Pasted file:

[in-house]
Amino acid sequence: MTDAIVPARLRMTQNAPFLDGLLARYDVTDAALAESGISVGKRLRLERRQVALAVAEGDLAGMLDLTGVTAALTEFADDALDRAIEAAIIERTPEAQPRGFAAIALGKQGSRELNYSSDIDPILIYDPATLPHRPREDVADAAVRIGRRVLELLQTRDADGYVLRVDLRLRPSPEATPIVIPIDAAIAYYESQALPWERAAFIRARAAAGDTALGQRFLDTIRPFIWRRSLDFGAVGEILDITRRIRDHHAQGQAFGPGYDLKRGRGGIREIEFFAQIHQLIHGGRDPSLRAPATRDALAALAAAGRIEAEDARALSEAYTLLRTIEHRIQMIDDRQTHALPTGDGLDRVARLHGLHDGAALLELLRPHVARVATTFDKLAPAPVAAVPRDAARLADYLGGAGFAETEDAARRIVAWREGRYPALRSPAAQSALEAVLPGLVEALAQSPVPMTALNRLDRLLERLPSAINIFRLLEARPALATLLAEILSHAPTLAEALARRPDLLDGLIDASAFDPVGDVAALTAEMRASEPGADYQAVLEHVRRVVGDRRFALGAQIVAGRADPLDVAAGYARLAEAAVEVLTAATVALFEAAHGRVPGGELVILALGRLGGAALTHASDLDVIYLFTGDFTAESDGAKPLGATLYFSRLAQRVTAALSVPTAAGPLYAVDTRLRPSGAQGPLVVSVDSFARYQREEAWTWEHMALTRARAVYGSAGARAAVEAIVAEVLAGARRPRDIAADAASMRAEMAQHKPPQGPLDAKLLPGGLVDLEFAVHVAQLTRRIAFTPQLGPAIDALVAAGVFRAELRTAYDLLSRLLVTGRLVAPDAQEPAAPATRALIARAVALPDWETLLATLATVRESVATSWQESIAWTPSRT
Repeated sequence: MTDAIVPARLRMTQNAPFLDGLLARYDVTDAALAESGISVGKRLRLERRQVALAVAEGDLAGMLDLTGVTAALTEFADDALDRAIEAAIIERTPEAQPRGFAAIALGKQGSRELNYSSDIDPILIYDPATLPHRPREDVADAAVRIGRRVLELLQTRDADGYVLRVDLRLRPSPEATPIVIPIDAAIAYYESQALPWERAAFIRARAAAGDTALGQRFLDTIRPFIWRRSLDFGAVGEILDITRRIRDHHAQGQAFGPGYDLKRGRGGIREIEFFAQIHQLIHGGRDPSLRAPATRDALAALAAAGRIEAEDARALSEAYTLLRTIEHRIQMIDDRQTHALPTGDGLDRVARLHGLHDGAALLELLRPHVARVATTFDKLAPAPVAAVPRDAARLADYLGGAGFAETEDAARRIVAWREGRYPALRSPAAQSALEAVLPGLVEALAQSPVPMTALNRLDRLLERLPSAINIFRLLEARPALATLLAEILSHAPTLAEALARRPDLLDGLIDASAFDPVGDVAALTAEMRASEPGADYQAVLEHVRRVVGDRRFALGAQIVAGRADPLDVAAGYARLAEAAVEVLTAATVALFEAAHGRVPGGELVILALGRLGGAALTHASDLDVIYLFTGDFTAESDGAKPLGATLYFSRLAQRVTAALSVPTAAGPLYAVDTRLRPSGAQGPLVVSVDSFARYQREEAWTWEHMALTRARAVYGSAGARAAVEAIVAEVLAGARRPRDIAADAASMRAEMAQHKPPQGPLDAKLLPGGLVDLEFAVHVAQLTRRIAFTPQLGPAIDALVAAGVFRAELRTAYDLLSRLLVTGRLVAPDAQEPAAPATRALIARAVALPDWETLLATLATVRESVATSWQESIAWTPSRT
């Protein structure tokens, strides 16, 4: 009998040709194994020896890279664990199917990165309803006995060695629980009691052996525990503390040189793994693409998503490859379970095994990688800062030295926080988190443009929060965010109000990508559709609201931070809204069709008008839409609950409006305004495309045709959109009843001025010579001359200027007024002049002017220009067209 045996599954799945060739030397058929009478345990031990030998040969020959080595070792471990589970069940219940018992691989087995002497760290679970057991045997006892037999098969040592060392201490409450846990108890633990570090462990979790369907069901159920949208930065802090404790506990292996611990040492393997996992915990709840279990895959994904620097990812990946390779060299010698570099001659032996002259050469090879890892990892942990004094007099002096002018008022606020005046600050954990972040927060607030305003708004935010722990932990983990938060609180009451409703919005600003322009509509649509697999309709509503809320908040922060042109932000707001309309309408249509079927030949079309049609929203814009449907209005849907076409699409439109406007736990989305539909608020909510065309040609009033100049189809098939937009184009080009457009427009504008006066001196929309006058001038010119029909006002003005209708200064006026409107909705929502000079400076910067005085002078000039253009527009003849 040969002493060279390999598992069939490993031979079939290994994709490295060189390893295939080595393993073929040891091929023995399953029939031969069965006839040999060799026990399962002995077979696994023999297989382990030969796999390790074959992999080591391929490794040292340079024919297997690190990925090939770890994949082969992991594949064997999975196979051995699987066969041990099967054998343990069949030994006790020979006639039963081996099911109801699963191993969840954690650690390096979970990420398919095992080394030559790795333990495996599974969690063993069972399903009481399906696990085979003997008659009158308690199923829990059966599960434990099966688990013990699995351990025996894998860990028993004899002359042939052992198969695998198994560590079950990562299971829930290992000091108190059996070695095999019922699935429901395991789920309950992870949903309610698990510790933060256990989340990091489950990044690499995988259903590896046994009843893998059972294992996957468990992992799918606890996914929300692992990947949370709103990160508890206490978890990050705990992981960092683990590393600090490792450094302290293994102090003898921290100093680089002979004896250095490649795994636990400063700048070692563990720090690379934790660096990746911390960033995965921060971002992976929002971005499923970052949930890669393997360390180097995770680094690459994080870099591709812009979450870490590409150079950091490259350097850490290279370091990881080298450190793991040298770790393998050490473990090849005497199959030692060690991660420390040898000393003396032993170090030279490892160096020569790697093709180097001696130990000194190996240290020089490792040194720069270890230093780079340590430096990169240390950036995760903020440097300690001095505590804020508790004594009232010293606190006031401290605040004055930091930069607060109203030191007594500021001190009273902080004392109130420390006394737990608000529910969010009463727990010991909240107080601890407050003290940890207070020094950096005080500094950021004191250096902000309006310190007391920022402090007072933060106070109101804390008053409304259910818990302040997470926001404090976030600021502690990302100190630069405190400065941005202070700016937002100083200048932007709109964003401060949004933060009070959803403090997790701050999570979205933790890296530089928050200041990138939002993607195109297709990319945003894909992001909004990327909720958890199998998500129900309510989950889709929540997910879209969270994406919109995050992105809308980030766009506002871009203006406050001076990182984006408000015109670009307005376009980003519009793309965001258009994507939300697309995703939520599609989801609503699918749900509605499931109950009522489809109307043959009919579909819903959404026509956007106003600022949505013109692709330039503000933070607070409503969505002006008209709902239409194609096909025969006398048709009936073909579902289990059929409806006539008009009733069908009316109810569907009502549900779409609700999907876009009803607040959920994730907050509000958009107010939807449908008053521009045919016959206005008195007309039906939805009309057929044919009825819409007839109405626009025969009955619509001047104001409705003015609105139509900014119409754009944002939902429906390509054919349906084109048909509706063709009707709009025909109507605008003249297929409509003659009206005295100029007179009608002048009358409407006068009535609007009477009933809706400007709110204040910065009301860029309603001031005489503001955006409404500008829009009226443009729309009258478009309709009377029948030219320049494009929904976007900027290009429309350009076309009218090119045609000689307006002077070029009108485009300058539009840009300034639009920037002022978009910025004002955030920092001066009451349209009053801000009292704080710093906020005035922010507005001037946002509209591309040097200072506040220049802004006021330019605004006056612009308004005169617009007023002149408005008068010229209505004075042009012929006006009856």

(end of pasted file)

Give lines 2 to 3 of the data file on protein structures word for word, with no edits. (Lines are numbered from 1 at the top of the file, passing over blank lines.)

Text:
Amino acid sequence: MTDAIVPARLRMTQNAPFLDGLLARYDVTDAALAESGISVGKRLRLERRQVALAVAEGDLAGMLDLTGVTAALTEFADDALDRAIEAAIIERTPEAQPRGFAAIALGKQGSRELNYSSDIDPILIYDPATLPHRPREDVADAAVRIGRRVLELLQTRDADGYVLRVDLRLRPSPEATPIVIPIDAAIAYYESQALPWERAAFIRARAAAGDTALGQRFLDTIRPFIWRRSLDFGAVGEILDITRRIRDHHAQGQAFGPGYDLKRGRGGIREIEFFAQIHQLIHGGRDPSLRAPATRDALAALAAAGRIEAEDARALSEAYTLLRTIEHRIQMIDDRQTHALPTGDGLDRVARLHGLHDGAALLELLRPHVARVATTFDKLAPAPVAAVPRDAARLADYLGGAGFAETEDAARRIVAWREGRYPALRSPAAQSALEAVLPGLVEALAQSPVPMTALNRLDRLLERLPSAINIFRLLEARPALATLLAEILSHAPTLAEALARRPDLLDGLIDASAFDPVGDVAALTAEMRASEPGADYQAVLEHVRRVVGDRRFALGAQIVAGRADPLDVAAGYARLAEAAVEVLTAATVALFEAAHGRVPGGELVILALGRLGGAALTHASDLDVIYLFTGDFTAESDGAKPLGATLYFSRLAQRVTAALSVPTAAGPLYAVDTRLRPSGAQGPLVVSVDSFARYQREEAWTWEHMALTRARAVYGSAGARAAVEAIVAEVLAGARRPRDIAADAASMRAEMAQHKPPQGPLDAKLLPGGLVDLEFAVHVAQLTRRIAFTPQLGPAIDALVAAGVFRAELRTAYDLLSRLLVTGRLVAPDAQEPAAPATRALIARAVALPDWETLLATLATVRESVATSWQESIAWTPSRT
Repeated sequence: MTDAIVPARLRMTQNAPFLDGLLARYDVTDAALAESGISVGKRLRLERRQVALAVAEGDLAGMLDLTGVTAALTEFADDALDRAIEAAIIERTPEAQPRGFAAIALGKQGSRELNYSSDIDPILIYDPATLPHRPREDVADAAVRIGRRVLELLQTRDADGYVLRVDLRLRPSPEATPIVIPIDAAIAYYESQALPWERAAFIRARAAAGDTALGQRFLDTIRPFIWRRSLDFGAVGEILDITRRIRDHHAQGQAFGPGYDLKRGRGGIREIEFFAQIHQLIHGGRDPSLRAPATRDALAALAAAGRIEAEDARALSEAYTLLRTIEHRIQMIDDRQTHALPTGDGLDRVARLHGLHDGAALLELLRPHVARVATTFDKLAPAPVAAVPRDAARLADYLGGAGFAETEDAARRIVAWREGRYPALRSPAAQSALEAVLPGLVEALAQSPVPMTALNRLDRLLERLPSAINIFRLLEARPALATLLAEILSHAPTLAEALARRPDLLDGLIDASAFDPVGDVAALTAEMRASEPGADYQAVLEHVRRVVGDRRFALGAQIVAGRADPLDVAAGYARLAEAAVEVLTAATVALFEAAHGRVPGGELVILALGRLGGAALTHASDLDVIYLFTGDFTAESDGAKPLGATLYFSRLAQRVTAALSVPTAAGPLYAVDTRLRPSGAQGPLVVSVDSFARYQREEAWTWEHMALTRARAVYGSAGARAAVEAIVAEVLAGARRPRDIAADAASMRAEMAQHKPPQGPLDAKLLPGGLVDLEFAVHVAQLTRRIAFTPQLGPAIDALVAAGVFRAELRTAYDLLSRLLVTGRLVAPDAQEPAAPATRALIARAVALPDWETLLATLATVRESVATSWQESIAWTPSRT